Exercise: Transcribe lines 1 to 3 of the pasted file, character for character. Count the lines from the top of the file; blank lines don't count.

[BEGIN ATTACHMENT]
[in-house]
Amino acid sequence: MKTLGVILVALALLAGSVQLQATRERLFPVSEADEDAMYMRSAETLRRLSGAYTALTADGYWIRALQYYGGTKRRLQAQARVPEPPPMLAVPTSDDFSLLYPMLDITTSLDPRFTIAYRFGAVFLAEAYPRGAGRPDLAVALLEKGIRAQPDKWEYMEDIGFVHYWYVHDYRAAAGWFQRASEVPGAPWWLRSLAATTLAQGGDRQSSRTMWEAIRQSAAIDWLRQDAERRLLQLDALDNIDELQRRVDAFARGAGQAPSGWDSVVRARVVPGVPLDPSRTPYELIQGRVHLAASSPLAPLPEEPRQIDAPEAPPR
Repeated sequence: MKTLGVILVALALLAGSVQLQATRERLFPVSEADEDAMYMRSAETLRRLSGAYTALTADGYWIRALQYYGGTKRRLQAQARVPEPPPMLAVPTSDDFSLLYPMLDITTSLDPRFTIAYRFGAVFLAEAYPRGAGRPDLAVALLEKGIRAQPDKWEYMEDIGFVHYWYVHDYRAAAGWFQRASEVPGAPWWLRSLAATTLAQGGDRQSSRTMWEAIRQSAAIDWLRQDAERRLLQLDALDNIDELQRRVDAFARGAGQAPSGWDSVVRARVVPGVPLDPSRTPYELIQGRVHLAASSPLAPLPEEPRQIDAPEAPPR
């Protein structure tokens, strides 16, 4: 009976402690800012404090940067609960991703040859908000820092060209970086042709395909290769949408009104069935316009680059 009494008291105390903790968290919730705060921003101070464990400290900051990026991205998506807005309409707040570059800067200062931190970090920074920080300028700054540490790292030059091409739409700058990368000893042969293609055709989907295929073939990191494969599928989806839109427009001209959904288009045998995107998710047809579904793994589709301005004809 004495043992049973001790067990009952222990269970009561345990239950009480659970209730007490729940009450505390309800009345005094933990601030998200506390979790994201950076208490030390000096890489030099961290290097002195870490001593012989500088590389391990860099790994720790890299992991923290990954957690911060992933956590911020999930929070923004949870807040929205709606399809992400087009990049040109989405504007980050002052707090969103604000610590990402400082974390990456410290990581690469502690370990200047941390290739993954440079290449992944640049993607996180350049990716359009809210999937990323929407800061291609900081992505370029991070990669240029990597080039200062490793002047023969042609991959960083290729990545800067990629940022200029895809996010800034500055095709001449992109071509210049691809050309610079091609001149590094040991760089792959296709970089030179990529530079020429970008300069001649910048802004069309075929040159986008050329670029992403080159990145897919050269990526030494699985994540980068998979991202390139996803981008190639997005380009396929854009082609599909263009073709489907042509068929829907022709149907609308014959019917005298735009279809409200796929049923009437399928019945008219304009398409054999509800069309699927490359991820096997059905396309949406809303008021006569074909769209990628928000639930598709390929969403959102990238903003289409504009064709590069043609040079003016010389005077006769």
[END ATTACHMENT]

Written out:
[in-house]
Amino acid sequence: MKTLGVILVALALLAGSVQLQATRERLFPVSEADEDAMYMRSAETLRRLSGAYTALTADGYWIRALQYYGGTKRRLQAQARVPEPPPMLAVPTSDDFSLLYPMLDITTSLDPRFTIAYRFGAVFLAEAYPRGAGRPDLAVALLEKGIRAQPDKWEYMEDIGFVHYWYVHDYRAAAGWFQRASEVPGAPWWLRSLAATTLAQGGDRQSSRTMWEAIRQSAAIDWLRQDAERRLLQLDALDNIDELQRRVDAFARGAGQAPSGWDSVVRARVVPGVPLDPSRTPYELIQGRVHLAASSPLAPLPEEPRQIDAPEAPPR
Repeated sequence: MKTLGVILVALALLAGSVQLQATRERLFPVSEADEDAMYMRSAETLRRLSGAYTALTADGYWIRALQYYGGTKRRLQAQARVPEPPPMLAVPTSDDFSLLYPMLDITTSLDPRFTIAYRFGAVFLAEAYPRGAGRPDLAVALLEKGIRAQPDKWEYMEDIGFVHYWYVHDYRAAAGWFQRASEVPGAPWWLRSLAATTLAQGGDRQSSRTMWEAIRQSAAIDWLRQDAERRLLQLDALDNIDELQRRVDAFARGAGQAPSGWDSVVRARVVPGVPLDPSRTPYELIQGRVHLAASSPLAPLPEEPRQIDAPEAPPR